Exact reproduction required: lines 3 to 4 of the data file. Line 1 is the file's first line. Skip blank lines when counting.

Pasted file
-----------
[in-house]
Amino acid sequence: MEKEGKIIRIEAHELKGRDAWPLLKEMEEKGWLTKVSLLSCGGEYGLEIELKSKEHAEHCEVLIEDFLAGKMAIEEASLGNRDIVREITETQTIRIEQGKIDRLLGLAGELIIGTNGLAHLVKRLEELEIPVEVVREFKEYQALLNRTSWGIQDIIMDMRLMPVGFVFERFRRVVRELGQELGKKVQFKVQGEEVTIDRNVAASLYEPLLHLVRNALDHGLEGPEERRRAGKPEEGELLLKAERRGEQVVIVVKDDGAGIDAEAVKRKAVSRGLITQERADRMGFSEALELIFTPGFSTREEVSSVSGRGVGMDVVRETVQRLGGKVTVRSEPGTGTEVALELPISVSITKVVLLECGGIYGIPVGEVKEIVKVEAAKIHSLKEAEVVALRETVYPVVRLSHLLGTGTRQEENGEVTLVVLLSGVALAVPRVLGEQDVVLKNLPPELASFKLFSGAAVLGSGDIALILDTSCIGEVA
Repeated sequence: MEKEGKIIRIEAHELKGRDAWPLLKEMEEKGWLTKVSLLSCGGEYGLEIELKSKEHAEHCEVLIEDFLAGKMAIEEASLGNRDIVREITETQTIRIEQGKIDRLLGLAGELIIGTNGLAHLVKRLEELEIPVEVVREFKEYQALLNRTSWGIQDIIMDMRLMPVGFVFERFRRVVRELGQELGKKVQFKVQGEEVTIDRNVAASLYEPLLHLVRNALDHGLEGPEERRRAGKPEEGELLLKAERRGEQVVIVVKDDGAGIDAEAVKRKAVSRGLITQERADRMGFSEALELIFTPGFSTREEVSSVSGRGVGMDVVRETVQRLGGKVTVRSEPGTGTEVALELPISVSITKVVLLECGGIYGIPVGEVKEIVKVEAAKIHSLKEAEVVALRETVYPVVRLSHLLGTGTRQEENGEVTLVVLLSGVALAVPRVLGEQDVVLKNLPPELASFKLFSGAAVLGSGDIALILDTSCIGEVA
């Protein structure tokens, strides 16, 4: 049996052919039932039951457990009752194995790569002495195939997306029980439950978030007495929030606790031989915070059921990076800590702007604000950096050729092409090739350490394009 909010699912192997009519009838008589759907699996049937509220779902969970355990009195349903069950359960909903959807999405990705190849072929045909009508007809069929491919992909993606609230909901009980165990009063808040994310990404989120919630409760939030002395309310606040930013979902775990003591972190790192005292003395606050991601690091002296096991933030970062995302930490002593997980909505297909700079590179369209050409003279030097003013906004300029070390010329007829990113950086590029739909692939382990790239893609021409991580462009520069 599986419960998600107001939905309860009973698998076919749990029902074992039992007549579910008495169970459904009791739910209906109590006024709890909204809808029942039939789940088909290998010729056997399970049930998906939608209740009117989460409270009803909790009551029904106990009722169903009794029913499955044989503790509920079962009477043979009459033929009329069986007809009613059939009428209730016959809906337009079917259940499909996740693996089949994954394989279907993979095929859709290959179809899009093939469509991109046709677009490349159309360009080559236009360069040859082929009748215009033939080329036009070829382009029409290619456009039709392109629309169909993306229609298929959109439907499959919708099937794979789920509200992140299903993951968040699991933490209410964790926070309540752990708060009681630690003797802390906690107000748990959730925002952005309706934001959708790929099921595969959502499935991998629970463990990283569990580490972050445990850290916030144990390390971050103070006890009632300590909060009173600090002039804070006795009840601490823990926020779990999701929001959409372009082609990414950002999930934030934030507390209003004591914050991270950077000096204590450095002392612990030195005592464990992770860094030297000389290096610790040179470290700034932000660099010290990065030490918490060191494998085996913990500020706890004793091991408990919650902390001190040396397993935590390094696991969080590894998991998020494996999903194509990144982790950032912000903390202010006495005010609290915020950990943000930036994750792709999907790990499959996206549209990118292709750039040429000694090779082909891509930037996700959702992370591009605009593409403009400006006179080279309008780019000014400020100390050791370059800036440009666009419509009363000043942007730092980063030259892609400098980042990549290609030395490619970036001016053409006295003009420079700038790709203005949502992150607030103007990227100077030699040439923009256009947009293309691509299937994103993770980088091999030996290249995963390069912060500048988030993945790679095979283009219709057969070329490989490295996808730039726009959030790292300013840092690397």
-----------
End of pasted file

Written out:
Repeated sequence: MEKEGKIIRIEAHELKGRDAWPLLKEMEEKGWLTKVSLLSCGGEYGLEIELKSKEHAEHCEVLIEDFLAGKMAIEEASLGNRDIVREITETQTIRIEQGKIDRLLGLAGELIIGTNGLAHLVKRLEELEIPVEVVREFKEYQALLNRTSWGIQDIIMDMRLMPVGFVFERFRRVVRELGQELGKKVQFKVQGEEVTIDRNVAASLYEPLLHLVRNALDHGLEGPEERRRAGKPEEGELLLKAERRGEQVVIVVKDDGAGIDAEAVKRKAVSRGLITQERADRMGFSEALELIFTPGFSTREEVSSVSGRGVGMDVVRETVQRLGGKVTVRSEPGTGTEVALELPISVSITKVVLLECGGIYGIPVGEVKEIVKVEAAKIHSLKEAEVVALRETVYPVVRLSHLLGTGTRQEENGEVTLVVLLSGVALAVPRVLGEQDVVLKNLPPELASFKLFSGAAVLGSGDIALILDTSCIGEVA
């Protein structure tokens, strides 16, 4: 049996052919039932039951457990009752194995790569002495195939997306029980439950978030007495929030606790031989915070059921990076800590702007604000950096050729092409090739350490394009 909010699912192997009519009838008589759907699996049937509220779902969970355990009195349903069950359960909903959807999405990705190849072929045909009508007809069929491919992909993606609230909901009980165990009063808040994310990404989120919630409760939030002395309310606040930013979902775990003591972190790192005292003395606050991601690091002296096991933030970062995302930490002593997980909505297909700079590179369209050409003279030097003013906004300029070390010329007829990113950086590029739909692939382990790239893609021409991580462009520069 599986419960998600107001939905309860009973698998076919749990029902074992039992007549579910008495169970459904009791739910209906109590006024709890909204809808029942039939789940088909290998010729056997399970049930998906939608209740009117989460409270009803909790009551029904106990009722169903009794029913499955044989503790509920079962009477043979009459033929009329069986007809009613059939009428209730016959809906337009079917259940499909996740693996089949994954394989279907993979095929859709290959179809899009093939469509991109046709677009490349159309360009080559236009360069040859082929009748215009033939080329036009070829382009029409290619456009039709392109629309169909993306229609298929959109439907499959919708099937794979789920509200992140299903993951968040699991933490209410964790926070309540752990708060009681630690003797802390906690107000748990959730925002952005309706934001959708790929099921595969959502499935991998629970463990990283569990580490972050445990850290916030144990390390971050103070006890009632300590909060009173600090002039804070006795009840601490823990926020779990999701929001959409372009082609990414950002999930934030934030507390209003004591914050991270950077000096204590450095002392612990030195005592464990992770860094030297000389290096610790040179470290700034932000660099010290990065030490918490060191494998085996913990500020706890004793091991408990919650902390001190040396397993935590390094696991969080590894998991998020494996999903194509990144982790950032912000903390202010006495005010609290915020950990943000930036994750792709999907790990499959996206549209990118292709750039040429000694090779082909891509930037996700959702992370591009605009593409403009400006006179080279309008780019000014400020100390050791370059800036440009666009419509009363000043942007730092980063030259892609400098980042990549290609030395490619970036001016053409006295003009420079700038790709203005949502992150607030103007990227100077030699040439923009256009947009293309691509299937994103993770980088091999030996290249995963390069912060500048988030993945790679095979283009219709057969070329490989490295996808730039726009959030790292300013840092690397």